Accessibility features in iOS that everyone should try
The Accessibility menus hold lots of little tweaks to make your iPhone and iPad easier to use, explains Jason Snell
If you’re someone who doesn’t have any specific reasons to go there, you may have never explored the Accessibility settings on your iPhone or iPad. While it’s true that those settings are there primarily for people who have special physical needs to modify how a device’s interface works, the fact is, many people who don’t consider themselves in need of any sort of accommodation can find something of value in these settings.
Accessibility has become a place where Apple buries some specific details about how its devices behave – and that’s why you should take a stroll through those settings sometime just to see if they solve problems you didn’t even realize were solvable. Here are some of my favourites.
In iOS, Accessibility settings are located in the Settings app. First tap General, then tap Accessibility.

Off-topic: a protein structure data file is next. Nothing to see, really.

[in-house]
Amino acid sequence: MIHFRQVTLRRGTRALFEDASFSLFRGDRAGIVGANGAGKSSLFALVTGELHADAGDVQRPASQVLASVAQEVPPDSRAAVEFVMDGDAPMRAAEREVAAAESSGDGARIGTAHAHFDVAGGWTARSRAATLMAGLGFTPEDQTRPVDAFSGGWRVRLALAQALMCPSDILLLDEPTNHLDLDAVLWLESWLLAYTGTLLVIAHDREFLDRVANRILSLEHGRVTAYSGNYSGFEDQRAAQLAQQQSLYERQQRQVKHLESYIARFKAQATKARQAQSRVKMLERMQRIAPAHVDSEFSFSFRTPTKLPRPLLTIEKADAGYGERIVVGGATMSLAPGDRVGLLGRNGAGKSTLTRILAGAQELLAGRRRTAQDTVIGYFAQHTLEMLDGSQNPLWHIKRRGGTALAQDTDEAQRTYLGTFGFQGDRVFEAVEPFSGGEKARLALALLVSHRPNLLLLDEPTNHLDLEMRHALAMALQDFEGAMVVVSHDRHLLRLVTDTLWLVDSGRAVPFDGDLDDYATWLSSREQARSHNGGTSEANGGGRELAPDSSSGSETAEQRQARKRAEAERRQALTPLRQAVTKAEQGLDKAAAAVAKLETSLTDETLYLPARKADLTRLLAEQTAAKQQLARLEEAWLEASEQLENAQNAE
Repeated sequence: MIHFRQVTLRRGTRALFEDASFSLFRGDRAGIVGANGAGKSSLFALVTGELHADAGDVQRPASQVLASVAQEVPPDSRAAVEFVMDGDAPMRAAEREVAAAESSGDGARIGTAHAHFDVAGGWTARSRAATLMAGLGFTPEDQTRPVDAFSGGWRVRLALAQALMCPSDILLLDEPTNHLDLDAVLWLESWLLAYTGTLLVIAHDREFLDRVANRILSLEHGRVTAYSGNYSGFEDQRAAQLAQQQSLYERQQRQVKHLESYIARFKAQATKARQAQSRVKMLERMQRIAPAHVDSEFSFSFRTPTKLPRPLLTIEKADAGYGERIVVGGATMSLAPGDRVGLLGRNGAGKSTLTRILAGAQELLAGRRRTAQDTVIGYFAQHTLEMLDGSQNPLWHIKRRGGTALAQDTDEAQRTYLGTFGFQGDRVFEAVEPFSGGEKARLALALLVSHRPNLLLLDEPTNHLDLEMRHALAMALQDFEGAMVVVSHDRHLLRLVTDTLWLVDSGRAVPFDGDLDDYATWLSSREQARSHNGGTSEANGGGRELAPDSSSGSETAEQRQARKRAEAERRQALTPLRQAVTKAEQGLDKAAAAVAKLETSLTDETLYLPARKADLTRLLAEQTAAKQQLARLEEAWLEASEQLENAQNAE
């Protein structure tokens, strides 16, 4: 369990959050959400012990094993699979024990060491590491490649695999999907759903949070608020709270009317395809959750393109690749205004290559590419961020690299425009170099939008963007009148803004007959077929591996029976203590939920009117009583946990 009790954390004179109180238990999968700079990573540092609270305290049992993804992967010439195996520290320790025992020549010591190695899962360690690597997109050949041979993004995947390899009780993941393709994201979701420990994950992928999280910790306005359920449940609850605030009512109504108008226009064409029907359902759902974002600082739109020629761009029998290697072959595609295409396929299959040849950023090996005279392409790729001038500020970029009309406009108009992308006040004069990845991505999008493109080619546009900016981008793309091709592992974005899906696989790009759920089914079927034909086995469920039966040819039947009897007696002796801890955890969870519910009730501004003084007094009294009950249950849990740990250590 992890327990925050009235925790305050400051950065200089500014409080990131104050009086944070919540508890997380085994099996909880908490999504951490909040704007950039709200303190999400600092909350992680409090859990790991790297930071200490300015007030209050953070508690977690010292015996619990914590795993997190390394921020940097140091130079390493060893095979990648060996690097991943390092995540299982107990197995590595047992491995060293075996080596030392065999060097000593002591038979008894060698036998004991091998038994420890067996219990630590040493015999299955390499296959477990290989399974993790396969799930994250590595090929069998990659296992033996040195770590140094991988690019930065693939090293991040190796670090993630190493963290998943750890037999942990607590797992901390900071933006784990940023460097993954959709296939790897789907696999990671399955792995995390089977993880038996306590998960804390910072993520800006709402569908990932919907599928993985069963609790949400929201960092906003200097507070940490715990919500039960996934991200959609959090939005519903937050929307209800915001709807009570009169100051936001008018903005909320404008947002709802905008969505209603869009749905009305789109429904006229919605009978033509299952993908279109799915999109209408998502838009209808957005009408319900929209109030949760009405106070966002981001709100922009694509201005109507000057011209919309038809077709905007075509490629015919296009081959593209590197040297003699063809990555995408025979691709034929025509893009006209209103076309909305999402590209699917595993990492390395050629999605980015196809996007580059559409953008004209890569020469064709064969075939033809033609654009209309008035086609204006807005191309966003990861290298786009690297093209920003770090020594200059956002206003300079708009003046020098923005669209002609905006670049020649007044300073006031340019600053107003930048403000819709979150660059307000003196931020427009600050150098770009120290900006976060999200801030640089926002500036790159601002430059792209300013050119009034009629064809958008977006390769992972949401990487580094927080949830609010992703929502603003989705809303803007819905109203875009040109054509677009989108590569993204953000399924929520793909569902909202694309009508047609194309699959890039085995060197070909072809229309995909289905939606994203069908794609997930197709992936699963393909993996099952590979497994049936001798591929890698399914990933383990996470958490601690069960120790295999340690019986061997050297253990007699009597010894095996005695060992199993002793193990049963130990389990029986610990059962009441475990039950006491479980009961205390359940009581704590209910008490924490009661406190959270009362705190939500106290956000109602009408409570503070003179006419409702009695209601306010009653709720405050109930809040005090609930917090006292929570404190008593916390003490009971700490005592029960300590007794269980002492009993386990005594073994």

Zoom: If your eyes aren’t what they once were, consider turning on the Zoom setting, which lets you magnify the iPhone screen with a gesture – double-tapping three fingers.
Magnifier: This setting was just pointed out to me this past weekend at a presentation I was giving to a group of mostly retired people. Activated with a triple-click of the home button, Magnifier looks very much like the interface to the iPhone’s camera. But there’s an explicit zoom slider and the shutter button is there not to take a picture, but to stabilize the image of whatever you’re magnifying so you can study it. If you’re frustrated by not being able to read incredibly small type, Magnifier can be the solution.
Colour Filters: Located within the Display Accommodations menu, Colour Filters let people who are colour blind differentiate